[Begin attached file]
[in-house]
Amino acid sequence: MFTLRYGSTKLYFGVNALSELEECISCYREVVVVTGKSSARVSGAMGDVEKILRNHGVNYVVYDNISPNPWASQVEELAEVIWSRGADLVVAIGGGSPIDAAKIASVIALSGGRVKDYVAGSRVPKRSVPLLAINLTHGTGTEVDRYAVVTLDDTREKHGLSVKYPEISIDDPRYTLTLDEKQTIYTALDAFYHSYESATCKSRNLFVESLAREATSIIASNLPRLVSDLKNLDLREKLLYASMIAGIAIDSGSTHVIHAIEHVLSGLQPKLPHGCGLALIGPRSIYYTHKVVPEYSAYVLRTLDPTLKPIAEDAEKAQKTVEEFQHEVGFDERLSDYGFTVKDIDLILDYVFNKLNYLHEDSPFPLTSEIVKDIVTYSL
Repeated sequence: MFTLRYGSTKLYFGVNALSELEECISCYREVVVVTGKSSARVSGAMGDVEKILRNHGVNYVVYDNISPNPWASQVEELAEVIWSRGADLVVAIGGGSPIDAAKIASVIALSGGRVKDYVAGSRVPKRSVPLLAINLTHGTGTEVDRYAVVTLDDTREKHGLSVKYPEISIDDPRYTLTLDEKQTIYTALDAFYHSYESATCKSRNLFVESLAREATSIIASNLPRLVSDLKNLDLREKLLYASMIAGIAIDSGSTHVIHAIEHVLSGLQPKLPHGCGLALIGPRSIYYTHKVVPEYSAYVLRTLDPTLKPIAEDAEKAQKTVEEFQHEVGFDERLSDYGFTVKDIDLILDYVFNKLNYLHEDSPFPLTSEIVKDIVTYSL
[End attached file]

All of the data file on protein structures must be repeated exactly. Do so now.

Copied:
[in-house]
Amino acid sequence: MFTLRYGSTKLYFGVNALSELEECISCYREVVVVTGKSSARVSGAMGDVEKILRNHGVNYVVYDNISPNPWASQVEELAEVIWSRGADLVVAIGGGSPIDAAKIASVIALSGGRVKDYVAGSRVPKRSVPLLAINLTHGTGTEVDRYAVVTLDDTREKHGLSVKYPEISIDDPRYTLTLDEKQTIYTALDAFYHSYESATCKSRNLFVESLAREATSIIASNLPRLVSDLKNLDLREKLLYASMIAGIAIDSGSTHVIHAIEHVLSGLQPKLPHGCGLALIGPRSIYYTHKVVPEYSAYVLRTLDPTLKPIAEDAEKAQKTVEEFQHEVGFDERLSDYGFTVKDIDLILDYVFNKLNYLHEDSPFPLTSEIVKDIVTYSL
Repeated sequence: MFTLRYGSTKLYFGVNALSELEECISCYREVVVVTGKSSARVSGAMGDVEKILRNHGVNYVVYDNISPNPWASQVEELAEVIWSRGADLVVAIGGGSPIDAAKIASVIALSGGRVKDYVAGSRVPKRSVPLLAINLTHGTGTEVDRYAVVTLDDTREKHGLSVKYPEISIDDPRYTLTLDEKQTIYTALDAFYHSYESATCKSRNLFVESLAREATSIIASNLPRLVSDLKNLDLREKLLYASMIAGIAIDSGSTHVIHAIEHVLSGLQPKLPHGCGLALIGPRSIYYTHKVVPEYSAYVLRTLDPTLKPIAEDAEKAQKTVEEFQHEVGFDERLSDYGFTVKDIDLILDYVFNKLNYLHEDSPFPLTSEIVKDIVTYSL